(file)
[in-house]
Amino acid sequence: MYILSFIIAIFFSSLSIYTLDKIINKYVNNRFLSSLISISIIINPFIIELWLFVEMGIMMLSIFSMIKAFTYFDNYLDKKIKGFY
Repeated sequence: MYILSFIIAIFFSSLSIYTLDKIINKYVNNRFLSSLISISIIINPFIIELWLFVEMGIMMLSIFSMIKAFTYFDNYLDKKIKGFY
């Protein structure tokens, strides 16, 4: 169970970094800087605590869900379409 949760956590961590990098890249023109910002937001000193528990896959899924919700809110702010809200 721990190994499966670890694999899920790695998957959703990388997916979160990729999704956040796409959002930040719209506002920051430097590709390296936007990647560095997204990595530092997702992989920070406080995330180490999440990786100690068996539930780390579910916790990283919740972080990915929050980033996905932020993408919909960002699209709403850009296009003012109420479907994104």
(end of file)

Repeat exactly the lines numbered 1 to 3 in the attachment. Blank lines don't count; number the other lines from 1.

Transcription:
[in-house]
Amino acid sequence: MYILSFIIAIFFSSLSIYTLDKIINKYVNNRFLSSLISISIIINPFIIELWLFVEMGIMMLSIFSMIKAFTYFDNYLDKKIKGFY
Repeated sequence: MYILSFIIAIFFSSLSIYTLDKIINKYVNNRFLSSLISISIIINPFIIELWLFVEMGIMMLSIFSMIKAFTYFDNYLDKKIKGFY